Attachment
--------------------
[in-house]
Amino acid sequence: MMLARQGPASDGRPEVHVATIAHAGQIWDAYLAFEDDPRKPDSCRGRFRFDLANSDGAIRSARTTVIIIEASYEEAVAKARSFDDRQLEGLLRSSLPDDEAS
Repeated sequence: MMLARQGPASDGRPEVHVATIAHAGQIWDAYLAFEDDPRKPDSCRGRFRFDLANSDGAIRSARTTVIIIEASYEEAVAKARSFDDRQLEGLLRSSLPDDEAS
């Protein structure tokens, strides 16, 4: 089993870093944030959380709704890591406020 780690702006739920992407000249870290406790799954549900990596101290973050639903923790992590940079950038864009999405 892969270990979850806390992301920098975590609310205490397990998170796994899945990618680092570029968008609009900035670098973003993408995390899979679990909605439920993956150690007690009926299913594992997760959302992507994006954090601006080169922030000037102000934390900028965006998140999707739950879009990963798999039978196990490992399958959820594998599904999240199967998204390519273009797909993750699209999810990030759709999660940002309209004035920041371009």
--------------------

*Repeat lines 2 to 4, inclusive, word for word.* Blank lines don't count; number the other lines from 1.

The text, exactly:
Amino acid sequence: MMLARQGPASDGRPEVHVATIAHAGQIWDAYLAFEDDPRKPDSCRGRFRFDLANSDGAIRSARTTVIIIEASYEEAVAKARSFDDRQLEGLLRSSLPDDEAS
Repeated sequence: MMLARQGPASDGRPEVHVATIAHAGQIWDAYLAFEDDPRKPDSCRGRFRFDLANSDGAIRSARTTVIIIEASYEEAVAKARSFDDRQLEGLLRSSLPDDEAS
């Protein structure tokens, strides 16, 4: 089993870093944030959380709704890591406020 780690702006739920992407000249870290406790799954549900990596101290973050639903923790992590940079950038864009999405 892969270990979850806390992301920098975590609310205490397990998170796994899945990618680092570029968008609009900035670098973003993408995390899979679990909605439920993956150690007690009926299913594992997760959302992507994006954090601006080169922030000037102000934390900028965006998140999707739950879009990963798999039978196990490992399958959820594998599904999240199967998204390519273009797909993750699209999810990030759709999660940002309209004035920041371009």